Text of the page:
Week 1 in Niubasaga


I finally found some internet so here is a summary of my first week living/working in a Fijian village:

I cannot believe I’ve been in the village a whole week. It feels like a completely different planet. It’s been an insane experience already – I say as I’m sat on a hospital bed on Levuka with a saline drip going into my hand.

From the minute we left Viti Levu and got on the tiny little motorboats across the ocean to Moturiki to this moment right now… I cannot even explain to you what it’s been like to live in a Fijian village.

My family is lovely and my Fijian mum is so kind. My project team is incredible, everybody is so close and supportive already it feels like we’ve known each other forever, not just a week. My leaders have both been brilliant too, especially since I’ve been sick. School is just another world all together – it’s so eye opening and shocking to see how many children struggle and how the teachers don’t have the attention or care to help them.

Village life has been hard. I say that even when I’ve surprised myself with how well I’ve been coping. But even though I’ve just got on with it and not broken down… it’s been HARD! You have to accept that you won’t feel clean, ever… my feet are constantly dirty. My nails are black underneath even when I try and scrub them and I cut them as short as possible. The toilets, well, they’re a hut with a toilet seat over a hole in the ground (a compost toilet). There are giant cockroaches in there. Crab holes everywhere. And at night a million frogs invade the village. The shower could be worse, we have a little leaf hut, a barrel of water and a scoop to pour said water over yourself. It’s freezing, but after a 45min trek from school where you’re sweating like crazy and coated in mud – it’s not too bad.

The trek to school is another adventure altogether! We’ve got the 45min trek down to closer to 30mins now. The way there is harder than the way back as it’s way more uphill. You’re either kicking your way through the undergrowth or slipping up and down ridiculously muddy slopes. And that’s before you get to the log bridge. The first log bridge is fine, the second is a Challenge and a half. It consists of 3 logs sitting quite high over an overgrown ditch. It’s always coated in wet slippy mud and there’s barely any grip. It was the worry of every trek and the boys always have to help us across (the Fijians and the kids hop across like it’s nothing). However… you should have seen the look on our faces when our village men build railings (in only 15mins) around the bridge!? And even added a log for balance. All our faces lit up on the trek home when we saw it. Now our time will be cut down even more and we’ll be speeding over the mountain and back!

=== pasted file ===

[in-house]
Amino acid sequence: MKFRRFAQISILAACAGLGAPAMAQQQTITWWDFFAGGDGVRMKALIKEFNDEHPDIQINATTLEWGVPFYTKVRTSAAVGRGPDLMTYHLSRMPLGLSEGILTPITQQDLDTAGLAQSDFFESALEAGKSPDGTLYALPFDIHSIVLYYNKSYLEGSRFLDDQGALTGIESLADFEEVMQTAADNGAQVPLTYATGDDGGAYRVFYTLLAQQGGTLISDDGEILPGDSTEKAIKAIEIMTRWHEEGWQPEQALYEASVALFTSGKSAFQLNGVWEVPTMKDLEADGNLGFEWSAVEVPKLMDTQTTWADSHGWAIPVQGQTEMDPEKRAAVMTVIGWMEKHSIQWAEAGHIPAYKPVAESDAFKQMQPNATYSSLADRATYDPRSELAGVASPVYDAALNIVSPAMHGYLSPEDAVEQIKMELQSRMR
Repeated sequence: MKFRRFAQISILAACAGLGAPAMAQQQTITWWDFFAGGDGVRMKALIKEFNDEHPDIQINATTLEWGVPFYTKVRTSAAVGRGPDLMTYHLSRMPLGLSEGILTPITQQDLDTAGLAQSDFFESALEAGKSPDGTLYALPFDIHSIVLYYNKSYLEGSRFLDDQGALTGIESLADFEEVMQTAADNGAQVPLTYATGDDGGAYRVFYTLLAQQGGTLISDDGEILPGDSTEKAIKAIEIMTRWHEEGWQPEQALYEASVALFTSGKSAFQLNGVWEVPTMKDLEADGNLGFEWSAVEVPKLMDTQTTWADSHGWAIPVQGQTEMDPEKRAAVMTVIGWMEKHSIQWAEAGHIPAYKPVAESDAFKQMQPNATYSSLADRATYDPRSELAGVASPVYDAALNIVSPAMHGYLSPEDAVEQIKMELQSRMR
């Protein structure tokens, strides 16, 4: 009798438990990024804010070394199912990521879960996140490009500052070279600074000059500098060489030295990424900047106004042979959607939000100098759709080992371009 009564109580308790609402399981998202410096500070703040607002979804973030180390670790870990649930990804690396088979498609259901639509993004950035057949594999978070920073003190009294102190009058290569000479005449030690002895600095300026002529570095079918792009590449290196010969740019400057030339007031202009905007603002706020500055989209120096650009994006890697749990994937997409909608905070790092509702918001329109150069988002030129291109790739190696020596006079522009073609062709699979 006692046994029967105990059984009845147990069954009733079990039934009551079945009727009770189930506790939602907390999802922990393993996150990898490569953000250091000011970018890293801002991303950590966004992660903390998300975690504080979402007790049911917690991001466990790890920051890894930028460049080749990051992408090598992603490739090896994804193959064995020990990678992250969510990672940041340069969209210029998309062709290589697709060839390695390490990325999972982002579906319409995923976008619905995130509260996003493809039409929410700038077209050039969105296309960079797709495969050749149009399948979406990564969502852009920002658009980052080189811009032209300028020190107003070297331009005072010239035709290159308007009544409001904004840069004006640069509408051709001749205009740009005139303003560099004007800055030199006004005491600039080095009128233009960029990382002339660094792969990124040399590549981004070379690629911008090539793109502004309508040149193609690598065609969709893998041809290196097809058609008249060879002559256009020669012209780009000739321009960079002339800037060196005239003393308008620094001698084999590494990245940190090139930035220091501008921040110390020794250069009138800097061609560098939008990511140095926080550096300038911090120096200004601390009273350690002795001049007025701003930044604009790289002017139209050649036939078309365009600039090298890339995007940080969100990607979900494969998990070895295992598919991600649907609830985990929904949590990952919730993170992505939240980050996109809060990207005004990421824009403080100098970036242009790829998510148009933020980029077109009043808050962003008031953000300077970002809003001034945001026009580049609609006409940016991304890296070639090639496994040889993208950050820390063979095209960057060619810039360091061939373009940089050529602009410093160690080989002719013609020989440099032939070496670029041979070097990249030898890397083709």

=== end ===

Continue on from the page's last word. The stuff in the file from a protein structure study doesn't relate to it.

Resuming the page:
The reason they built the railings was to make it easier for people to travel to our village as sadly there was a death and so there will be lots of people coming for a funeral this week. It’s going to be a very sad day and the village has been rather somber and will stay that way until after the funeral. There’s been no hop hop (Fijian dancing) or music or games really. We are all going to attend the funeral though, which will be very eye opening and emotional and probably hard to see but a very unique experience.

I’ve also been sick most of the week. Friday and Saturday night were the worst. I’ve had crazy bad tummy pain, nausea and been vomiting. I barely ate anything on Friday and Saturday and what I ate I threw up. Then didn’t eat at all on Sunday. To be safe I’ve been boated over to Levuka to the hospital to get checked and have now been given a saline drip to help rehydrate me. Hopefully it’ll start looking up from here as I’ve been in pain and drained and exhausted most of the week which has made it even harder.

The food here is so different too. I expected that but it’s been hard, especially being sick. Our mum is a good cook though and there’s 7 of us from our team (including the two leaders) who eat together as we are extended family in the village. It’s nice to all be able to eat together. It’s not bad food (just either super salty or super sugary and generally very fried!) it’s extremely carb-heavy too which makes it hard for your tummy to adjust. I did okay at the start of the week and pushed through although since I’ve been sick it’s been hard and I think I have more negative psychological thoughts towards it now. 

It’s so hard to explain. It does just feel like a whole other world. Saw cars today when we got to the mainland and it was so weird to see them, like it’s only been a week but you get so used to village life. I’m 1/3 of the way through and I’m sure the next two weeks are also going to whizz by, hopefully I’ll be feeling better too so I can really throw myself into it! The village children are so energetic and the kindi class in school are mental but so much fun (although the language barrier is hard).

It really is an experience unique to each project and each person and I don’t think anyone outside of my team will ever truly understand. Here’s to the next two weeks of island life! Probably won’t be able to update until I’m out of the village now but I’ll see you when I see you!

Yaz x 

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